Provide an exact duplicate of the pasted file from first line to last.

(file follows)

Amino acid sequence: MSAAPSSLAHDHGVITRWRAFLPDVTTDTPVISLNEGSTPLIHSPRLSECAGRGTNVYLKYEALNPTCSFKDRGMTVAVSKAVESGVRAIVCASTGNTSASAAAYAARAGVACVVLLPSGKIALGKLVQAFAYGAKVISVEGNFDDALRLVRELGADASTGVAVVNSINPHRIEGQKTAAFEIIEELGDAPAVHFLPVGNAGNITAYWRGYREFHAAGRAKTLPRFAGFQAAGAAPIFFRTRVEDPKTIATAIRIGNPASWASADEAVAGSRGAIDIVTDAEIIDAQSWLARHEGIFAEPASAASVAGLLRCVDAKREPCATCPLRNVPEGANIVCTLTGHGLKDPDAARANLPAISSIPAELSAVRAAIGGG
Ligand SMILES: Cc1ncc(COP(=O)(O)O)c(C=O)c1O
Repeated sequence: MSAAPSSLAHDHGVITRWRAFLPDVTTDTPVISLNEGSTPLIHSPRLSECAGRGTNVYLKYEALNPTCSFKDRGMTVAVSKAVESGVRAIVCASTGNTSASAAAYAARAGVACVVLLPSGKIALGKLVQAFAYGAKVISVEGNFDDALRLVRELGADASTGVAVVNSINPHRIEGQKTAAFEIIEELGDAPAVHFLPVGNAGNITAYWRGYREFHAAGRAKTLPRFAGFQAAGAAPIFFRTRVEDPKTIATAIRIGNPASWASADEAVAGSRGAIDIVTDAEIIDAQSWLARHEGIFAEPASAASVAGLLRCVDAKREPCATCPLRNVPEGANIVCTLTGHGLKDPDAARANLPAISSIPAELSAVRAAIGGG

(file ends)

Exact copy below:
Amino acid sequence: MSAAPSSLAHDHGVITRWRAFLPDVTTDTPVISLNEGSTPLIHSPRLSECAGRGTNVYLKYEALNPTCSFKDRGMTVAVSKAVESGVRAIVCASTGNTSASAAAYAARAGVACVVLLPSGKIALGKLVQAFAYGAKVISVEGNFDDALRLVRELGADASTGVAVVNSINPHRIEGQKTAAFEIIEELGDAPAVHFLPVGNAGNITAYWRGYREFHAAGRAKTLPRFAGFQAAGAAPIFFRTRVEDPKTIATAIRIGNPASWASADEAVAGSRGAIDIVTDAEIIDAQSWLARHEGIFAEPASAASVAGLLRCVDAKREPCATCPLRNVPEGANIVCTLTGHGLKDPDAARANLPAISSIPAELSAVRAAIGGG
Ligand SMILES: Cc1ncc(COP(=O)(O)O)c(C=O)c1O
Repeated sequence: MSAAPSSLAHDHGVITRWRAFLPDVTTDTPVISLNEGSTPLIHSPRLSECAGRGTNVYLKYEALNPTCSFKDRGMTVAVSKAVESGVRAIVCASTGNTSASAAAYAARAGVACVVLLPSGKIALGKLVQAFAYGAKVISVEGNFDDALRLVRELGADASTGVAVVNSINPHRIEGQKTAAFEIIEELGDAPAVHFLPVGNAGNITAYWRGYREFHAAGRAKTLPRFAGFQAAGAAPIFFRTRVEDPKTIATAIRIGNPASWASADEAVAGSRGAIDIVTDAEIIDAQSWLARHEGIFAEPASAASVAGLLRCVDAKREPCATCPLRNVPEGANIVCTLTGHGLKDPDAARANLPAISSIPAELSAVRAAIGGG